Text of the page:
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Apple Glasses could have the power to turn any surface into a touchscreen

Apple Glasses Render
(Image credit: Martin Hajek/iDropnews)

Apple has been beavering away on its augmented reality glasses for a while now, but the applications of the device are sounding more futuristic by the minute. A new patent has been spotted suggesting that the company is working on technology that will turn any surface into a touchscreen.

Patently Apple spotted the patent which is a "continuation-in-part" application (CIP) and basically builds on a parent patent, adding supplemental details. In this case, the original patents for the Thermal Touch technology were filed by Metaio, which was acquired by Apple in 2015. You can take a look at how the tech utilises information from infrared and regular cameras to create these AR touchscreens in the video below. 

The video does a great job of explaining how it works, but essentially Thermal Touch detects the heat signature generated when touching a surface, and uses it to make any physical object a touchscreen. Examples in the video include links to products overlaid on a magazine, so users can press anything that takes their fancy while flipping through the pages. Apple Glasses wearers (if we see the tech roll out in for the device) can also interact with the digital content in "any environment." 

The headset will reportedly be packing 15 cameras. Eight of those will be dedicated to AR features, while six will be used for “innovative biometrics." The last camera will supply “environmental detection.” If Apple pursues the Thermal Touch feature, its mixed reality glasses could be one of the most advanced wearables we've seen to date.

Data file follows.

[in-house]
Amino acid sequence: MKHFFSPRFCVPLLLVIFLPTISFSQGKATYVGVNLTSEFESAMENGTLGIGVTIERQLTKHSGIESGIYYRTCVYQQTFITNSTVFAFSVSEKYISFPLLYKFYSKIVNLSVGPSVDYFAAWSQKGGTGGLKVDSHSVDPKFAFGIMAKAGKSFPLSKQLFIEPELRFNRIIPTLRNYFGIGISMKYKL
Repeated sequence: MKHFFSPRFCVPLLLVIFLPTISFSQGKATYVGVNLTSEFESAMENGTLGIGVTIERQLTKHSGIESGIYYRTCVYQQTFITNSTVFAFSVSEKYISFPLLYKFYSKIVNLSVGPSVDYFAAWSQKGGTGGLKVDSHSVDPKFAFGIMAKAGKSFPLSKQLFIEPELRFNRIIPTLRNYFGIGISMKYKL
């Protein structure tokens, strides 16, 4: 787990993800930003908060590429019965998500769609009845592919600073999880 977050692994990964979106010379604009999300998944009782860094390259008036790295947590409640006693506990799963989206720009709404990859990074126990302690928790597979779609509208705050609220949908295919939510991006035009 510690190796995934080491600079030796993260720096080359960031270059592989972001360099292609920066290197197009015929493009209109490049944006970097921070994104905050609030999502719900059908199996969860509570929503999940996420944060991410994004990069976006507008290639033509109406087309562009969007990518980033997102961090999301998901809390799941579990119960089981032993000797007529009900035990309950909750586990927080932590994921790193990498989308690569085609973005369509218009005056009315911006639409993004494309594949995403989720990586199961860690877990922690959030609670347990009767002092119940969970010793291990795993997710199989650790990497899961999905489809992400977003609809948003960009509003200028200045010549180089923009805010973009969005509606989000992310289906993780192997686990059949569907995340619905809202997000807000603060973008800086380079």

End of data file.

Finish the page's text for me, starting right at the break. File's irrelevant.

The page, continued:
Patent filings aren't indicative of future products by any means. The same goes for CIP applications. We know the technology has been in development since at least 2014, so it's not unfathomable that Apple Glasses could launch with Thermal Touch tech in 2022 — it's reported release date. 

Shabana Arif

Shabana is T3's News Editor covering tech and gaming, and has been writing about video games for almost a decade (and playing them since forever). As well as contributing to Tom's Guide, she's had bylines at major gaming sites during her freelance career before settling down at T3, and has podcasts, streaming, and video content under her belt to boot. Outside of work, she also plays video games and should really think about expanding her hobbies.